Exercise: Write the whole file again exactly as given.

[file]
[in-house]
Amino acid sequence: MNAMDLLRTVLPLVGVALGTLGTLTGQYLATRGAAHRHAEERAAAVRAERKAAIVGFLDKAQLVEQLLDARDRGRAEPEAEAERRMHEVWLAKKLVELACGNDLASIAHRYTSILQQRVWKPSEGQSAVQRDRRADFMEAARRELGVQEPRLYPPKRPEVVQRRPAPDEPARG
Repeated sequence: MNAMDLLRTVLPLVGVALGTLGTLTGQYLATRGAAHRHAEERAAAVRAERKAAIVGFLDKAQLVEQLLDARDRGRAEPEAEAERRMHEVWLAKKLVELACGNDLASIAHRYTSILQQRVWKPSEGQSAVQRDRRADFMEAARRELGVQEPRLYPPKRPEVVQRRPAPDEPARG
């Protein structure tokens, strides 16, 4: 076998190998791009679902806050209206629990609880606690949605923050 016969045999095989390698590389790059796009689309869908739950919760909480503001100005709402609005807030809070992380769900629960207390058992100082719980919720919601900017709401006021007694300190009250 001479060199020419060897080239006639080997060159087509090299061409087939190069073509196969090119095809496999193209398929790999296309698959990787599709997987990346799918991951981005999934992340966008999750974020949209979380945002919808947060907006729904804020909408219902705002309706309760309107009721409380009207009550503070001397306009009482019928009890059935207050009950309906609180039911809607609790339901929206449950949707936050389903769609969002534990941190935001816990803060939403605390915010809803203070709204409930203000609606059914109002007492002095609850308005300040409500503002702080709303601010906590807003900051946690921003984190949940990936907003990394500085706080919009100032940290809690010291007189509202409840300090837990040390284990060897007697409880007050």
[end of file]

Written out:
[in-house]
Amino acid sequence: MNAMDLLRTVLPLVGVALGTLGTLTGQYLATRGAAHRHAEERAAAVRAERKAAIVGFLDKAQLVEQLLDARDRGRAEPEAEAERRMHEVWLAKKLVELACGNDLASIAHRYTSILQQRVWKPSEGQSAVQRDRRADFMEAARRELGVQEPRLYPPKRPEVVQRRPAPDEPARG
Repeated sequence: MNAMDLLRTVLPLVGVALGTLGTLTGQYLATRGAAHRHAEERAAAVRAERKAAIVGFLDKAQLVEQLLDARDRGRAEPEAEAERRMHEVWLAKKLVELACGNDLASIAHRYTSILQQRVWKPSEGQSAVQRDRRADFMEAARRELGVQEPRLYPPKRPEVVQRRPAPDEPARG
């Protein structure tokens, strides 16, 4: 076998190998791009679902806050209206629990609880606690949605923050 016969045999095989390698590389790059796009689309869908739950919760909480503001100005709402609005807030809070992380769900629960207390058992100082719980919720919601900017709401006021007694300190009250 001479060199020419060897080239006639080997060159087509090299061409087939190069073509196969090119095809496999193209398929790999296309698959990787599709997987990346799918991951981005999934992340966008999750974020949209979380945002919808947060907006729904804020909408219902705002309706309760309107009721409380009207009550503070001397306009009482019928009890059935207050009950309906609180039911809607609790339901929206449950949707936050389903769609969002534990941190935001816990803060939403605390915010809803203070709204409930203000609606059914109002007492002095609850308005300040409500503002702080709303601010906590807003900051946690921003984190949940990936907003990394500085706080919009100032940290809690010291007189509202409840300090837990040390284990060897007697409880007050």